A fascinating report by Owen et al in Science documents one case in which a woman, completely unresponsive and diagnosed as being in a vegetative state, showed responses in her language and motor brain areas that were indistinguishable from normal. From a review by Miller: "Five months after an auto accident, she was unresponsive, unable to communicate, and met the clinical criteria for vegetative state. However, fMRI scans showed that language-processing regions of her brain became active when words were spoken to her but not when she was exposed to nonspeech sounds. Sentences containing ambiguous words such as "creek/creak" activated additional language regions, as they do in healthy people. These findings indicated that she retained some ability to process language... In another test, the researchers instructed the woman to picture herself playing tennis or walking through her house. In healthy people, imagining each activity activates a different set of brain areas involved in planning movements. The patient's fMRI scans showed an identical pattern--clear evidence, Owen and colleagues say, that she made a conscious decision to follow their instructions."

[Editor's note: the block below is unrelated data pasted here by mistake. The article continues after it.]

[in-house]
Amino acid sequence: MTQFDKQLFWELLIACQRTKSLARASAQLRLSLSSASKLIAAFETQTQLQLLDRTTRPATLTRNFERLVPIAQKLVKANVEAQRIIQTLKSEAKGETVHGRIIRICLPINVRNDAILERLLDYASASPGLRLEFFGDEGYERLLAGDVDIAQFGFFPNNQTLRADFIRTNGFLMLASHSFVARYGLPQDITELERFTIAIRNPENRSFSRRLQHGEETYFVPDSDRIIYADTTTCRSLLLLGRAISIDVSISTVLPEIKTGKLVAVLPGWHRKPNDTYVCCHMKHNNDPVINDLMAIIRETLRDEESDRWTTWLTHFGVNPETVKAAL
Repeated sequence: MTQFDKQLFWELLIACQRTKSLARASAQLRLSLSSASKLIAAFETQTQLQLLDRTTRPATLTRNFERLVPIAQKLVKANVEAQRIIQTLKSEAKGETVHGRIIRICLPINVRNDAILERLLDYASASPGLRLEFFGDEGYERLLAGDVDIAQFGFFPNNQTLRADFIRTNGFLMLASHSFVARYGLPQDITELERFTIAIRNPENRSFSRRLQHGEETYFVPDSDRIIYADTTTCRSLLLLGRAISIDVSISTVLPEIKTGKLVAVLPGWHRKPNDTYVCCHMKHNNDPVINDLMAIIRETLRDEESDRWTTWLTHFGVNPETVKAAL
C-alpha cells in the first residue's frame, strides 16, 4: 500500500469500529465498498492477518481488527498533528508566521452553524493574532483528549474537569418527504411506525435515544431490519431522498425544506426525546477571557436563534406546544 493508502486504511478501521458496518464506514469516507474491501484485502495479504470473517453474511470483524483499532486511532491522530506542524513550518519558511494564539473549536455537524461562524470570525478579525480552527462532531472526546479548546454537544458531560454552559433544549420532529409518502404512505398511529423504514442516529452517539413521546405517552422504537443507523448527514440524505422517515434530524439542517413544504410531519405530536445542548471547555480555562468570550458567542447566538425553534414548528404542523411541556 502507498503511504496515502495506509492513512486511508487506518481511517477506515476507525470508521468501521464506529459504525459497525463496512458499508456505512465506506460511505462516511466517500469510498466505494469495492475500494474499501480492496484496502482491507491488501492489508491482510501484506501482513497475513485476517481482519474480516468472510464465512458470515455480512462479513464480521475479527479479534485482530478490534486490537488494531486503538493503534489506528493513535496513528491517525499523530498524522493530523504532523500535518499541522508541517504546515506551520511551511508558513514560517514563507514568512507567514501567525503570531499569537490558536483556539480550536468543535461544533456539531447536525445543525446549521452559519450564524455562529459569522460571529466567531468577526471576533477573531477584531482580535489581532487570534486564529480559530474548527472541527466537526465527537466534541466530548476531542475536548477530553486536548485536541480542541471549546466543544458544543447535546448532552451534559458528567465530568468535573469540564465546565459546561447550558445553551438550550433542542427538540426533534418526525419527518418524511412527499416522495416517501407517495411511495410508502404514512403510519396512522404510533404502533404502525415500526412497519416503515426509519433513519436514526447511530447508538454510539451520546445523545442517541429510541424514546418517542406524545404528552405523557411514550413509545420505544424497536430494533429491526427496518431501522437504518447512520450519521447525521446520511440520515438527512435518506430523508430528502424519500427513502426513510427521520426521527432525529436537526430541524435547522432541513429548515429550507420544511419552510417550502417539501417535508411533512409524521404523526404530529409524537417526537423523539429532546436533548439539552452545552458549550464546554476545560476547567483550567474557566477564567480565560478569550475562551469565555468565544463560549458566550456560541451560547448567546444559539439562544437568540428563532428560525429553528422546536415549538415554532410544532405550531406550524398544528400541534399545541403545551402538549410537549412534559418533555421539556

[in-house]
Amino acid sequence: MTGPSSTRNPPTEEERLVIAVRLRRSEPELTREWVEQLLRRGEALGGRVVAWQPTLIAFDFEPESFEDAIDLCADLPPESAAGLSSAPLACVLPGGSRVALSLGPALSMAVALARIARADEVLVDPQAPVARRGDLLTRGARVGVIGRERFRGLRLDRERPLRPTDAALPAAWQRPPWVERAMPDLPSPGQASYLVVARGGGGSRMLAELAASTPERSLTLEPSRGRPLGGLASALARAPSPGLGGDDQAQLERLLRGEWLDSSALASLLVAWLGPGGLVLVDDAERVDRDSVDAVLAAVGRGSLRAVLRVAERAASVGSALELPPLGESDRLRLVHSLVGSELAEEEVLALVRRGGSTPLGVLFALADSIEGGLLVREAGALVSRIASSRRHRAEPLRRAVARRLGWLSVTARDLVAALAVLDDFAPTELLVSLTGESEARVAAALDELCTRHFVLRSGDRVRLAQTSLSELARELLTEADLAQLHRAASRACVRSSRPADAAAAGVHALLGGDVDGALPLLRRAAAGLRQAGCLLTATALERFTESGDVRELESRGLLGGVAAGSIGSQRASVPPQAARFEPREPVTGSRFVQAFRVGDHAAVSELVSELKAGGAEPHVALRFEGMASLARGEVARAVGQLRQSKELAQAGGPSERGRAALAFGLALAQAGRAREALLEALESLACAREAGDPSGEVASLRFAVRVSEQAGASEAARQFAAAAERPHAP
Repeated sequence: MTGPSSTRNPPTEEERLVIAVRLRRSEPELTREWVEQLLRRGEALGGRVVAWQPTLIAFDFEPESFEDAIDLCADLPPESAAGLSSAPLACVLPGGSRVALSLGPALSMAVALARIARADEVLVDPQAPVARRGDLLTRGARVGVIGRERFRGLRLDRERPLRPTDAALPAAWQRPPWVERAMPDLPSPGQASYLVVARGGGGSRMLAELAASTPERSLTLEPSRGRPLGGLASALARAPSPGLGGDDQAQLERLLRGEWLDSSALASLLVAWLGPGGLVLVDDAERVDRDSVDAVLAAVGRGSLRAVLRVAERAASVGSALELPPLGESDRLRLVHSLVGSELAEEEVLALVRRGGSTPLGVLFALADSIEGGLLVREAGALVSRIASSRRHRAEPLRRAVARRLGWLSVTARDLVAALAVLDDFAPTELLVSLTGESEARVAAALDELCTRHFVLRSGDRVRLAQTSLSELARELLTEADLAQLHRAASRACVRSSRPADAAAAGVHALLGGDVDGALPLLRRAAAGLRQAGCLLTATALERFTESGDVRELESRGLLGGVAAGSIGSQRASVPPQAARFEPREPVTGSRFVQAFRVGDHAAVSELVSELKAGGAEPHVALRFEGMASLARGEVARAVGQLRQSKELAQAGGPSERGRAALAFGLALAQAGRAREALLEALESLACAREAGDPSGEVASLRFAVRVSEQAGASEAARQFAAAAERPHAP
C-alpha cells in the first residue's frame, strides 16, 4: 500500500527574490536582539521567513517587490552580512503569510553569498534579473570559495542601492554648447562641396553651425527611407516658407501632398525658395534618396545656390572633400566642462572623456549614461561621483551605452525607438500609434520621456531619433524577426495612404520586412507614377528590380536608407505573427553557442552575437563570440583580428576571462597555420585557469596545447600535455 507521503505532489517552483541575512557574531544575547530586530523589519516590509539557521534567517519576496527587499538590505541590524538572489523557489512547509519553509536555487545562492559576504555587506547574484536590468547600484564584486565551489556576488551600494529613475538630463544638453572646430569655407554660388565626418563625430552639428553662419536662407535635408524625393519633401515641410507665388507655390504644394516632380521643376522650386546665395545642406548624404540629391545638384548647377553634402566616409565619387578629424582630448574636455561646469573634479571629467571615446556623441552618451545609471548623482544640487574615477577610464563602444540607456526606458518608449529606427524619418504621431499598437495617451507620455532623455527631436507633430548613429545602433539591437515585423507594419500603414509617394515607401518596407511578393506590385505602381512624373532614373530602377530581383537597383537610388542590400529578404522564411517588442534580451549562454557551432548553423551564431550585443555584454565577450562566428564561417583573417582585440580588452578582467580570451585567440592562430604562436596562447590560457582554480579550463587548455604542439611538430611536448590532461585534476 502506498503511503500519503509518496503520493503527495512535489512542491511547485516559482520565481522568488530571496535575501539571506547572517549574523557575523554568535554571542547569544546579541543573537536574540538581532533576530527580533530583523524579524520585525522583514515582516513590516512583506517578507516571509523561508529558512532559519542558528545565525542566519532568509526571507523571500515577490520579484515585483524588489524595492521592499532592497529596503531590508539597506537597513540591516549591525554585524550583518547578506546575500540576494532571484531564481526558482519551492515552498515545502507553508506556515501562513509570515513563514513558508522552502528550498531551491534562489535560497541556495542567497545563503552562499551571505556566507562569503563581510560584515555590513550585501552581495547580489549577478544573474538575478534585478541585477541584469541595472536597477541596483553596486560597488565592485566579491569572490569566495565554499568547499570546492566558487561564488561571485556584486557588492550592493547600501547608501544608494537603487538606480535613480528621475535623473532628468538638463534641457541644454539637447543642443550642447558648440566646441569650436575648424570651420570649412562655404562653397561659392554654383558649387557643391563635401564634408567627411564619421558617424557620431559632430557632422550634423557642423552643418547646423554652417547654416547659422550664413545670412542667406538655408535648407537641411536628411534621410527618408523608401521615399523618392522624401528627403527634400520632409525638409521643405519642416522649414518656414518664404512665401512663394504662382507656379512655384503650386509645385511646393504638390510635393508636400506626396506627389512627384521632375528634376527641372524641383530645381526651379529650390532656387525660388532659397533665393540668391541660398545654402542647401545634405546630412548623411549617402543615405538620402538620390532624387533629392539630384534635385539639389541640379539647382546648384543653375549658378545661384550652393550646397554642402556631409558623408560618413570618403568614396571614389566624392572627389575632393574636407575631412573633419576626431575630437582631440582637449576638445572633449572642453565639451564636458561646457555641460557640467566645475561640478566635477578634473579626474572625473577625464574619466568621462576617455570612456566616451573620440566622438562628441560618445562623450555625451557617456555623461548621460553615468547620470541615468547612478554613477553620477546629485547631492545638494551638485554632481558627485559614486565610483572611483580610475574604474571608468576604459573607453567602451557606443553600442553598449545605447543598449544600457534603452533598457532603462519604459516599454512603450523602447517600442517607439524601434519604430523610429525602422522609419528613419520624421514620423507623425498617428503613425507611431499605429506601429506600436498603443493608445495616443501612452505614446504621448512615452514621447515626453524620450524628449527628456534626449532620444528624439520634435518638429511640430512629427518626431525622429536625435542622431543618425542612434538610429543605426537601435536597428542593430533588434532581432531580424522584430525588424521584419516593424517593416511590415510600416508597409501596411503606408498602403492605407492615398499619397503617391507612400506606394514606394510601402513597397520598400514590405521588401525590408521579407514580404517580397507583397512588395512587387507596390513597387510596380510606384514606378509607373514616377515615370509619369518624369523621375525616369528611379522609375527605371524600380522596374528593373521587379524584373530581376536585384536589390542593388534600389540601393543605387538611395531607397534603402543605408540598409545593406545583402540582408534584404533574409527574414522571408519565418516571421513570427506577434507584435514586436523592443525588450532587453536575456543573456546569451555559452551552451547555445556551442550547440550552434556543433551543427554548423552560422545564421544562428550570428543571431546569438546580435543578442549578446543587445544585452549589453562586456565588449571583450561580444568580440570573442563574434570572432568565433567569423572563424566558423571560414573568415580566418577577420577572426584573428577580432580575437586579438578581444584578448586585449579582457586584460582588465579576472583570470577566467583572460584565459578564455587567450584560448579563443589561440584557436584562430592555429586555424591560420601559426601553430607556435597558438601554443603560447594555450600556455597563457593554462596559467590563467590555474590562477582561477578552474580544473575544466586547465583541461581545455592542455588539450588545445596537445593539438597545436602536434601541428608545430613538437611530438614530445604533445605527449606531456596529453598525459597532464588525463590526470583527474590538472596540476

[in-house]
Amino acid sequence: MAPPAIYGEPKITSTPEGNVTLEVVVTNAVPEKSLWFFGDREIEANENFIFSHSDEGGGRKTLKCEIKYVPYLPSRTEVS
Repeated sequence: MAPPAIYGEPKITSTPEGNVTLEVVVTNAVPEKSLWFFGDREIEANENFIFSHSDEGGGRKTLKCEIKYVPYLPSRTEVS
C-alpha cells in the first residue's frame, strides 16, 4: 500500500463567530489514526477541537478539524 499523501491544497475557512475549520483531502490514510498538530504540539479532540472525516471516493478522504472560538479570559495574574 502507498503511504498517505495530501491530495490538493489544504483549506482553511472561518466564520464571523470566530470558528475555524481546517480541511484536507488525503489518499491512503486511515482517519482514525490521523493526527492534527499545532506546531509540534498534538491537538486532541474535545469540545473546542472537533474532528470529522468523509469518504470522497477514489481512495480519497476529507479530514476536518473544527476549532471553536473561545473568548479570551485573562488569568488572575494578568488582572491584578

"Although some researchers aren't convinced Owen's team has cinched the case for consciousness in this woman, most agree that the fMRI scans reveal evidence of cognition that could not have been anticipated from standard MRI scans....Owen hopes to build on this work to develop a battery of fMRI tests for measuring cognitive functions in brain-damaged patients who are unable to communicate. He says this approach might someday be used to customize a patient's rehabilitation. For instance, if a patient's fMRI scans revealed an incapacitated visual system but a working auditory system, therapists could employ speech and sound."